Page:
By Jonny Lupsha, Wondrium Staff Writer
America’s gross domestic product (GDP) is continuing on a steady rate of growth. Adjusted for inflation, the GDP increased by 2.9% at the end of 2022. How does human behavior affect economic growth?
Spending habits are often shaped by major societal events. For example, due to the coronavirus pandemic, the American economy had a disastrous 2020 before bouncing back strong in 2021. However, human behavior also shapes financial patterns. After the first half of 2022 saw some shrinkage, which led many to fear a looming recession, the second half of the year showed considerable growth.
In the fourth quarter of 2022, America’s gross domestic product (GDP) grew at an annual rate of 2.9%, largely in part to a strong job market and cooling inflation. However, this success also owes partially to consumer confidence. In his video series Why Economies Rise or Fall, Dr. Peter Rodriguez, Associate Dean for International Affairs and Associate Professor at the Darden School of Business at the University of Virginia, looks at the surprising role that human behaviors like trust play in the economy.
What Drives Economic Behavior Change?
A seemingly simple and obvious question to spur economic growth is “When the economy isn’t growing, how do we change people’s behaviors in ways that lead to economic growth?” The answer, which is more complex, lies in incentivizing products or services.
“People respond to incentives, and that’s what makes economic behavior and that ultimately is what leads to the differences between successes and failures,” Dr. Rodriguez said. “But […] people don’t always respond the way you think they will, and that’s a big problem for economics. People do respond to incentives, but often very differently and not always the way that you think they will.”
In this sense, the free market is just another story of incentives. As Dr. Rodriguez pointed out, in the free market, you reap all the benefits of your actions, but also incur all the costs of your actions. Of course, this is when the market works ideally.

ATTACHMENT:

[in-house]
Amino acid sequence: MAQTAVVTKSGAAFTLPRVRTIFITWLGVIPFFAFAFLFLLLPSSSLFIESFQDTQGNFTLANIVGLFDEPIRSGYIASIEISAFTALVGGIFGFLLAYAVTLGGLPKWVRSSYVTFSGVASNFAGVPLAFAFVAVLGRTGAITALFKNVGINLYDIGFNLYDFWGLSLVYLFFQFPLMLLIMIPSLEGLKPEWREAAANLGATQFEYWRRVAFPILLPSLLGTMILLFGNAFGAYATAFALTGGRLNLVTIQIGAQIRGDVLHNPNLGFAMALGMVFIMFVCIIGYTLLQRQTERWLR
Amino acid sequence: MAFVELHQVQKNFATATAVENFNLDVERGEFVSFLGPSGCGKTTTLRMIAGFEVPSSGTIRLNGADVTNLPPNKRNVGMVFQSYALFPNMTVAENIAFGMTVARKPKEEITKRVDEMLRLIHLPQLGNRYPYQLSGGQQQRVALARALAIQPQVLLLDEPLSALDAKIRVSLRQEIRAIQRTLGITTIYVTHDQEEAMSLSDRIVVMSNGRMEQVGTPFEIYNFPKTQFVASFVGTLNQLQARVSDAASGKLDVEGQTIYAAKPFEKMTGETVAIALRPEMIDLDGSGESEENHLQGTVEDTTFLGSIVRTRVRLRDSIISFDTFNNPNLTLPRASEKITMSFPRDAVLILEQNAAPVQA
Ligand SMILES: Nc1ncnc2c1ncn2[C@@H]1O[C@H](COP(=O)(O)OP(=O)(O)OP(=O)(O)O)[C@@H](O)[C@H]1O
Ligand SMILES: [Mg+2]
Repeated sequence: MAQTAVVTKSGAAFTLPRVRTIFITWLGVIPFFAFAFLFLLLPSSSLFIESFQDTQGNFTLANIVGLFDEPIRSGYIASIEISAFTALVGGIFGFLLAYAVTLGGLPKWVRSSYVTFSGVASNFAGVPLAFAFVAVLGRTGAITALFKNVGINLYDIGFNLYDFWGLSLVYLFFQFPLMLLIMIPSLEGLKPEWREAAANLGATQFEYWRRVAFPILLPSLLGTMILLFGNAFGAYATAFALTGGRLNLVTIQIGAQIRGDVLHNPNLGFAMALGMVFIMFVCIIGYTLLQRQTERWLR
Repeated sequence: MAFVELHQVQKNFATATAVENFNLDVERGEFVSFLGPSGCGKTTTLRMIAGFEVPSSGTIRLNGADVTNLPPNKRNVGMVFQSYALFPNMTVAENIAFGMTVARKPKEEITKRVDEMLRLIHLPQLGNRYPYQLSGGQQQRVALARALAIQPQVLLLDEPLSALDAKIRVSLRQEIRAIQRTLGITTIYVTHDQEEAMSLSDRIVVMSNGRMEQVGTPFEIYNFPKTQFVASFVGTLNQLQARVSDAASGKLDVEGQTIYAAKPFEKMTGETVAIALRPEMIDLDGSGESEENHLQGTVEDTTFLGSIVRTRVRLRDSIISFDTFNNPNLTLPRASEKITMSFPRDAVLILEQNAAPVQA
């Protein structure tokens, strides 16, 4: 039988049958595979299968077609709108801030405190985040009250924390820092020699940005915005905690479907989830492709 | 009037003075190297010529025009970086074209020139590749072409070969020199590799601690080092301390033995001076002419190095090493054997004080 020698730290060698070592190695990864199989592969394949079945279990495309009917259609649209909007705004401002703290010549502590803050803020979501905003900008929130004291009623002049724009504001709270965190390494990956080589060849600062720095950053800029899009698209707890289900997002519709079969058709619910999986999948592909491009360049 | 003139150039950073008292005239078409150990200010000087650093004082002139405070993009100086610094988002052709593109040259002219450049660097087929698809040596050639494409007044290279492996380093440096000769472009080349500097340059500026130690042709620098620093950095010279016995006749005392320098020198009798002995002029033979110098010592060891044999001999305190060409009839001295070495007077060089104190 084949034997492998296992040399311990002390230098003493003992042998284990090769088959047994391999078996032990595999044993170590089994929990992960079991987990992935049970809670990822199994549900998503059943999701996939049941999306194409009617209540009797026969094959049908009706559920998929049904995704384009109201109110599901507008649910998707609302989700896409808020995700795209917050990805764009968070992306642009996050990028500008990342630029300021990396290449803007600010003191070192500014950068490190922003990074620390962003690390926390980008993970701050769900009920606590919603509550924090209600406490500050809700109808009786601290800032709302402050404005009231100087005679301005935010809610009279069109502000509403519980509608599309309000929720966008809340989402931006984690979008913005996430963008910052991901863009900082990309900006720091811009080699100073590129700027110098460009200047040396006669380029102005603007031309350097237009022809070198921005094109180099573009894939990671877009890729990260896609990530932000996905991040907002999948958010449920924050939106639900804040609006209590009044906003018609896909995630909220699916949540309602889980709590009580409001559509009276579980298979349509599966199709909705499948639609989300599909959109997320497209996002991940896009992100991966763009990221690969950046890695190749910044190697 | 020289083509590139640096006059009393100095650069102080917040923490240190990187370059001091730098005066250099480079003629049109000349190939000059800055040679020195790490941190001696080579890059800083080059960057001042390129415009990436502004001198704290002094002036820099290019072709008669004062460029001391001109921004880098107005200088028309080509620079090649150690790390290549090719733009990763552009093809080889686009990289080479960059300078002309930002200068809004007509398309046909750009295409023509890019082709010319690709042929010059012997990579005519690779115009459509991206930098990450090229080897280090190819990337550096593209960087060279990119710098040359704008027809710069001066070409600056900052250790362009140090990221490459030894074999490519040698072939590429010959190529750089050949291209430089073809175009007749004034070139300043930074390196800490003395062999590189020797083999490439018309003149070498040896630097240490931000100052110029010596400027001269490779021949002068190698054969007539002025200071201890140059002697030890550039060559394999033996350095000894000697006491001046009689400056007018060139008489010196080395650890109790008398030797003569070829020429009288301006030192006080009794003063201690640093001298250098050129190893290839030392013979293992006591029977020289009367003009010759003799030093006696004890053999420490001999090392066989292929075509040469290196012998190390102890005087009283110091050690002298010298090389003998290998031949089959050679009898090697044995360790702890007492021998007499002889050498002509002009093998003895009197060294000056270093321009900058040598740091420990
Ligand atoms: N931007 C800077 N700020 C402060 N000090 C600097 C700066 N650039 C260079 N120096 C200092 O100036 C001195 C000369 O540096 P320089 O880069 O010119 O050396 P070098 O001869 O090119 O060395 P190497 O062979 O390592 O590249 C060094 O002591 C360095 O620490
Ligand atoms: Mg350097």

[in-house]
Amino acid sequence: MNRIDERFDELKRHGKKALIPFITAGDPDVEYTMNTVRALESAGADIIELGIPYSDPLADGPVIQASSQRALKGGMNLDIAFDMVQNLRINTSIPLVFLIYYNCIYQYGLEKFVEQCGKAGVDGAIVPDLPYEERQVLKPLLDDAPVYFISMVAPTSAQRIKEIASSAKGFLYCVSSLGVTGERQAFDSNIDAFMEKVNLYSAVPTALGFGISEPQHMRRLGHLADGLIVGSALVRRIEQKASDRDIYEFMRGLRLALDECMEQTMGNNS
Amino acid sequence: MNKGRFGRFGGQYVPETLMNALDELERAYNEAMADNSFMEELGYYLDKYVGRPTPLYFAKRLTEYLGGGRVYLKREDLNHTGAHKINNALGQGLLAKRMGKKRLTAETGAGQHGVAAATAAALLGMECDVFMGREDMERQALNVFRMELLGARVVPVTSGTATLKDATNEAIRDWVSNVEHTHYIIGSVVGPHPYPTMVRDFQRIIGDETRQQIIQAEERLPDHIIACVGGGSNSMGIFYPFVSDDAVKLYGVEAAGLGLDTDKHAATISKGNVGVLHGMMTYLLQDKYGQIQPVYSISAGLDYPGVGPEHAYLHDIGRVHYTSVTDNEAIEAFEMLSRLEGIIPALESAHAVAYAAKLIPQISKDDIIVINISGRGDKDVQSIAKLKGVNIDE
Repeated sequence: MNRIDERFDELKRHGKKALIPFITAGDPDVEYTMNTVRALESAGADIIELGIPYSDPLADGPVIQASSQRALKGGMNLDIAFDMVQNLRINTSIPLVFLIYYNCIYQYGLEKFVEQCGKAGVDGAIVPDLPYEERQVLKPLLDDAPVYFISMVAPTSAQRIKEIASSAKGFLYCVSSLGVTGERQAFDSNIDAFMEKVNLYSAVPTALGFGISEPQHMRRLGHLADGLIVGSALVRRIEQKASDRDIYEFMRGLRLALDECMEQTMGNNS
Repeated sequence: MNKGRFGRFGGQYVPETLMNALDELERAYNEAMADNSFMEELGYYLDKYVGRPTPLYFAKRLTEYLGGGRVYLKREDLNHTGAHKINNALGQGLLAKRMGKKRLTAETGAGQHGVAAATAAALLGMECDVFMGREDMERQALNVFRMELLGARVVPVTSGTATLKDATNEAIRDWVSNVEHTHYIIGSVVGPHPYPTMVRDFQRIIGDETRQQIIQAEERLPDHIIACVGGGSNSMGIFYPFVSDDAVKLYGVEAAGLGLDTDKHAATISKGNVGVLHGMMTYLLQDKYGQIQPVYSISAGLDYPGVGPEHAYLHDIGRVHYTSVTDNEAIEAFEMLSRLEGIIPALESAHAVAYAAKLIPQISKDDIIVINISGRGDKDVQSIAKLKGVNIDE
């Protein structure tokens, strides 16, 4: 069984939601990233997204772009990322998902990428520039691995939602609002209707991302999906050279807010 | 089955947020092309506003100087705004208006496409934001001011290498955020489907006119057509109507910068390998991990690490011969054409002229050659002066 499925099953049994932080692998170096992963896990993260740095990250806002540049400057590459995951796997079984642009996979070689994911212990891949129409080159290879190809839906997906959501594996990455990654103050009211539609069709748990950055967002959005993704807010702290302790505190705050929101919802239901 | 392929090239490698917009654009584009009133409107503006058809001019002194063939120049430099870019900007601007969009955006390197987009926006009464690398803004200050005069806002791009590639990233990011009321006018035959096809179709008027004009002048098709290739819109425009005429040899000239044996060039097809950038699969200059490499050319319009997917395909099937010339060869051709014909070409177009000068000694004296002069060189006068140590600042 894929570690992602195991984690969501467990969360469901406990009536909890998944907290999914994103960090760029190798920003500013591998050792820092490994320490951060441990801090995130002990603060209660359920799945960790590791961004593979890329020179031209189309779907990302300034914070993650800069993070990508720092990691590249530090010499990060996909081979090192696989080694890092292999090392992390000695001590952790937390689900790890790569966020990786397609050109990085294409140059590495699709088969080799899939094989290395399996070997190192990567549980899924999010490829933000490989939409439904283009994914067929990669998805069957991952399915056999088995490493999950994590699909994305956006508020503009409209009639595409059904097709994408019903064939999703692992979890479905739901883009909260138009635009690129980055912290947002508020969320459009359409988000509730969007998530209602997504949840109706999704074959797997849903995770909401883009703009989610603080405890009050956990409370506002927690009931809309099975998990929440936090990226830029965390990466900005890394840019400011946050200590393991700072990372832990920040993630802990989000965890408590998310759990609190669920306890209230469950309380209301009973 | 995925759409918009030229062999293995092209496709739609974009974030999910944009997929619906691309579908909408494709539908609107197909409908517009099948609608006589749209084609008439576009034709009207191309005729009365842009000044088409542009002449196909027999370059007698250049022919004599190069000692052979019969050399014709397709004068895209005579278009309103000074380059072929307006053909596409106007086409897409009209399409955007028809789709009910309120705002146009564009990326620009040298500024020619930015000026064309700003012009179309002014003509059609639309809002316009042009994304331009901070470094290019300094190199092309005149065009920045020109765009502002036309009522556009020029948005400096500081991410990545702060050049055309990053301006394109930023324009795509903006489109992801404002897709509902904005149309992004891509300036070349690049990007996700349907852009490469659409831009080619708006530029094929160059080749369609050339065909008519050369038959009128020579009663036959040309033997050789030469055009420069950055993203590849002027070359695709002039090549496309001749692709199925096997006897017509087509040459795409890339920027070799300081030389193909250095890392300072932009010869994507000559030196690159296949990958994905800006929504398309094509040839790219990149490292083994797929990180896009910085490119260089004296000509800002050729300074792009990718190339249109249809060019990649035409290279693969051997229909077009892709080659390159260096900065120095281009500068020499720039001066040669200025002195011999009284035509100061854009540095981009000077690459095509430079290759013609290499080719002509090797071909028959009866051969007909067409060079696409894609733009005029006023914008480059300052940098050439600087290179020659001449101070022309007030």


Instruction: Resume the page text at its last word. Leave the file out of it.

“The reaping of the benefits and the incurring of the costs are exactly the incentive structure we face, and that’s the magic behind free markets,” he said. “Free markets really take our naturally self-interested behavior and, the idea is, channel our greed toward something that is productive and socially beneficial. In free and open markets, there is no safety net, and that means all the more incentive to be very productive.”
When Does the Free Market Fail?
The less of a safety net there is to protect someone who fails, the stronger their incentive should be to succeed, because there’s a greater risk. However, the free market makes a lot of assumptions about human behavior and criminal law that don’t always ring true.
“For free markets to work, for that system of incentives to be really successful, this has to be true: Productive behavior, that is economically productive behavior, has to be more profitable than the alternatives,” Dr. Rodriguez said. “What are the alternatives, you might ask? There’s fraud, theft, corruption.”
The world is rife with socially unproductive behavior that is nevertheless profitable. People can get rich and live well without providing better goods or services to the market. Additionally, people must be unafraid of risk. Without a safety net for failure, entrepreneurs have to have a high tolerance for the risks they’re taking. If they don’t have that, they don’t begin their ventures. With no new ventures, behavior isn’t productive, leading to a stagnation of incentive.
Trust and confidence must also be present.
“People must have trust or confidence in the rules of the game, and, hence, in the other players and in their activities,” Dr. Rodriguez said. “Without trust, without confidence in the rules of the game, a free-market story, as elegant and as beautiful as it is […] can break down.”
Why Economies Rise or Fall is now available to stream on Wondrium.